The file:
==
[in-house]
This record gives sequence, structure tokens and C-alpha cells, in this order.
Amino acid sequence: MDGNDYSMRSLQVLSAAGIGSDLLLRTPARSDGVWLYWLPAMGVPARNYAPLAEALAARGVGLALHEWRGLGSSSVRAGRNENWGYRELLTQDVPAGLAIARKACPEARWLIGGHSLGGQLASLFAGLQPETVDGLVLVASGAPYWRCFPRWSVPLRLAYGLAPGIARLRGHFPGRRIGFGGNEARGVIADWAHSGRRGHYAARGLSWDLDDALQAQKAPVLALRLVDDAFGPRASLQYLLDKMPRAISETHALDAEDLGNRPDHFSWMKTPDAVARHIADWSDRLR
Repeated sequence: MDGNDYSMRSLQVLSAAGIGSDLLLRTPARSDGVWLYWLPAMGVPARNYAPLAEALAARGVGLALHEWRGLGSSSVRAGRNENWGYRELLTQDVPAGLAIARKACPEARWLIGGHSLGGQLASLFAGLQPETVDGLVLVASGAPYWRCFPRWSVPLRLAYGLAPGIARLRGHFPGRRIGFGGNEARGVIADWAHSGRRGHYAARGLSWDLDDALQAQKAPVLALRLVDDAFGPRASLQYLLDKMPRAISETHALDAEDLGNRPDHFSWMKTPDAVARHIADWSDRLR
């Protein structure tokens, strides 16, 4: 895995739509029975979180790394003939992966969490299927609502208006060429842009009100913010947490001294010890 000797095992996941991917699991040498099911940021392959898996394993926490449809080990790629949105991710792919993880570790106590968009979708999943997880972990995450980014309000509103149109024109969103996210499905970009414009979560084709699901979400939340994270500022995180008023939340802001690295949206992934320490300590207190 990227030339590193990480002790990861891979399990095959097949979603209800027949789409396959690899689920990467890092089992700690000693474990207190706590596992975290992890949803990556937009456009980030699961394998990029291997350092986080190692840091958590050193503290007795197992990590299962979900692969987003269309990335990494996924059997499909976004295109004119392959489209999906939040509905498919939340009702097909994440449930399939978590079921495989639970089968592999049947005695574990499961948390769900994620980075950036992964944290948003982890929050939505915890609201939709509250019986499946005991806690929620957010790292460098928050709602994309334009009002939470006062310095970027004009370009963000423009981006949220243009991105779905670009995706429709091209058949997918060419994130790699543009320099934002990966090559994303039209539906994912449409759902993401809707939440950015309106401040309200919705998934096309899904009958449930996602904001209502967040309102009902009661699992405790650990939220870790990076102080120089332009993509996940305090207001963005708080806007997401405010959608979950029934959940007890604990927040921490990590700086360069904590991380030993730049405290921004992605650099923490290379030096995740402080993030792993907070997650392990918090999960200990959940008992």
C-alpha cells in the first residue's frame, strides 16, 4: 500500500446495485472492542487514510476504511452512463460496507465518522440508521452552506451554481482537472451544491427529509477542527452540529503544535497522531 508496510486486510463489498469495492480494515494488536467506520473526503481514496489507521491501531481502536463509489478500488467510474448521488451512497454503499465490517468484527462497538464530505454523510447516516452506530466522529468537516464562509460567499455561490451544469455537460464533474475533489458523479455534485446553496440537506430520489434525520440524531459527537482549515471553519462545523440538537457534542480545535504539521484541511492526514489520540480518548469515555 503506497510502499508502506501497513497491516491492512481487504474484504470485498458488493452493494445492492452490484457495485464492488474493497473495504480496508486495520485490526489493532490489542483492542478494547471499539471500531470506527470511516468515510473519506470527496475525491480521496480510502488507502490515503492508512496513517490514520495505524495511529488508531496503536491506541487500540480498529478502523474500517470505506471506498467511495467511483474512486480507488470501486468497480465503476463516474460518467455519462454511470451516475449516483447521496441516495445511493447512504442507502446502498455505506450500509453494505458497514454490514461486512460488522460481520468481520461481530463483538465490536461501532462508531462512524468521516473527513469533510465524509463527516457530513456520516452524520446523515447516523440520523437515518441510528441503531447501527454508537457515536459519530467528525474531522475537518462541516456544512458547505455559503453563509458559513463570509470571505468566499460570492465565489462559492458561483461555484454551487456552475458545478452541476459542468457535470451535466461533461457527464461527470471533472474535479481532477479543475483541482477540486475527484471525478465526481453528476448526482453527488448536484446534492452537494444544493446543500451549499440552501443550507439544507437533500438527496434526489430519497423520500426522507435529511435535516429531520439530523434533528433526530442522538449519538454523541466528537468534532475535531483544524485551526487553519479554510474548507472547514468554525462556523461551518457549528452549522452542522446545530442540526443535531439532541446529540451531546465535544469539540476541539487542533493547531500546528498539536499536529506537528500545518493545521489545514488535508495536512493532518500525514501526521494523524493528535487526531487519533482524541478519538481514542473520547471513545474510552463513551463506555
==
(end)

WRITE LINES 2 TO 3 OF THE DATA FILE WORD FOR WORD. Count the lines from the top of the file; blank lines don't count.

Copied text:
This record gives sequence, structure tokens and C-alpha cells, in this order.
Amino acid sequence: MDGNDYSMRSLQVLSAAGIGSDLLLRTPARSDGVWLYWLPAMGVPARNYAPLAEALAARGVGLALHEWRGLGSSSVRAGRNENWGYRELLTQDVPAGLAIARKACPEARWLIGGHSLGGQLASLFAGLQPETVDGLVLVASGAPYWRCFPRWSVPLRLAYGLAPGIARLRGHFPGRRIGFGGNEARGVIADWAHSGRRGHYAARGLSWDLDDALQAQKAPVLALRLVDDAFGPRASLQYLLDKMPRAISETHALDAEDLGNRPDHFSWMKTPDAVARHIADWSDRLR